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Why Did She?

Posted by admin on February 10, 2017 in Motherless Mom, YAFiction |

I hate her. There, I said it, or at least in my head. She was supposed to come home today. All those medical talking heads said August 15 would be the date. Adults are liars, even grandma and grandpa. They say we get extra time at their house. Are you serious? I’m supposed to be at home in my own bed tonight!

Grandma has to stop for groceries on the way back to Vancouver, where we spent most of our summer. This is not fair! Stupidest summer ever. We are told we can wash up and get ready for dinner when we arrive. Grandma opens the door, my nose wants to throw up and never smell again. It’s Grandma’s rubbery ham. I walk into their kitchen and see the pale pink blob in the oven. The frame of pumpkin colored carrots and translucent potatoes highlight the big. After I put my napkin over the pink flesh and a mix of white potatoes and the radioactive carrots, Grandpa tells me that we are going to his sister’s house tomorrow. I tell him we need back-to-school clothes still. I am rebuffed.

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We have to play cards at my great aunt’s tomorrow. Cards are as fun as it sounds for any 10-year-old. The tea in the fancy cups is cool, along with the tiny sandwiches with the crust cut off. I just suck at old lady games. The day passed into a blur of old people stuff. Finally it is time for me to plan the perfect pre-night braces meal.

I wonder if I should call dad to see if he can pick me up to take me to Big Scoop. Both mom and dad promised me I could have whatever I wanted the last meal before I got braces. I can picture the three-scoop ice cream sundae covered with hot fudge sauce and lots and lots of nuts. Maybe I can ask if they could put extra whip cream on because of the occasion.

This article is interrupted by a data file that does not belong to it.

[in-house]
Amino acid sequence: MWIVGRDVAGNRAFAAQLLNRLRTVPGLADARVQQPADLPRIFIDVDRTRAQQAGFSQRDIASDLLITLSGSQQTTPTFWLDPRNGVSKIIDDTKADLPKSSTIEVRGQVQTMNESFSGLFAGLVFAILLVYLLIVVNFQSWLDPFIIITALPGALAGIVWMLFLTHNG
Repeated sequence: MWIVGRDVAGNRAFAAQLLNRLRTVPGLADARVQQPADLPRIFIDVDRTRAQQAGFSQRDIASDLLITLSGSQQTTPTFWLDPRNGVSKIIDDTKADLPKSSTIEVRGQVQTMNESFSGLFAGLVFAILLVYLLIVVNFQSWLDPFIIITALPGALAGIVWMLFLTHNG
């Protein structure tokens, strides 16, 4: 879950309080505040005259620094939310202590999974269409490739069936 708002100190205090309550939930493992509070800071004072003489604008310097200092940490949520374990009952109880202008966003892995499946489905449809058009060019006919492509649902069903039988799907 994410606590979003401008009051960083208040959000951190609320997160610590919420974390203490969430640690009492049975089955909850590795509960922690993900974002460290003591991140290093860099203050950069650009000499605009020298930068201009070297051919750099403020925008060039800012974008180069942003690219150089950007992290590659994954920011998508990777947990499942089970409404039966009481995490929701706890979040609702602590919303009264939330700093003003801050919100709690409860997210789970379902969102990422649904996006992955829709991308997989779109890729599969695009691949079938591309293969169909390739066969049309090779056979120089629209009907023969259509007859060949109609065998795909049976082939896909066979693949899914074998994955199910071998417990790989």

By noon I wonder if I should call dad or mention it to Grandpa that I need to go for my ice cream dinner. After I help Grandma with the lunch dishes, the phone in the hallway rings. She ends up closing the door to the hallway after she answers the call. I don’t think anything of it and just go to the TV Room to read my book. I hear Grandma and Grandpa talking at the front of the house. I take a book break and ask what is going on. They say mom is coming home today. So we will be going home tomorrow morning. I stutter but.. but… but in my head. I find my voice.

“But I’m supposed to go for my big sundae. I’m getting braces tomorrow. They promised me a good size treat!”

Grandma and Grandpa look at each other and said maybe there will be time to go out for ice cream after dinner. I feel like my head is going to explode with all the blood rushing up to it. I race upstairs to the room I use. I can’t believe it. I scream into the pillow. I hate this house. I want my own house!

I should runaway. I should’ve demanded to talk to dad. I wait upstairs for as long as I can until I’m told I have to help with dinner. We’re having roast beef. Gross. I think when I grow up I want to be a vegetarian. I push around the food as much as I can and ask to be excused. I hide my food under the napkin and dump it in the garbage right away. Grandpa says hurry up so we can go out and get a scoop of vanilla ice cream at McDonald’s. So, not the same. I know he’s trying. They always forget about me. Like, did she have to come home today? I despise her. I know I’m not supposed to hate, but this has been the stupidest, dumbest summer ever.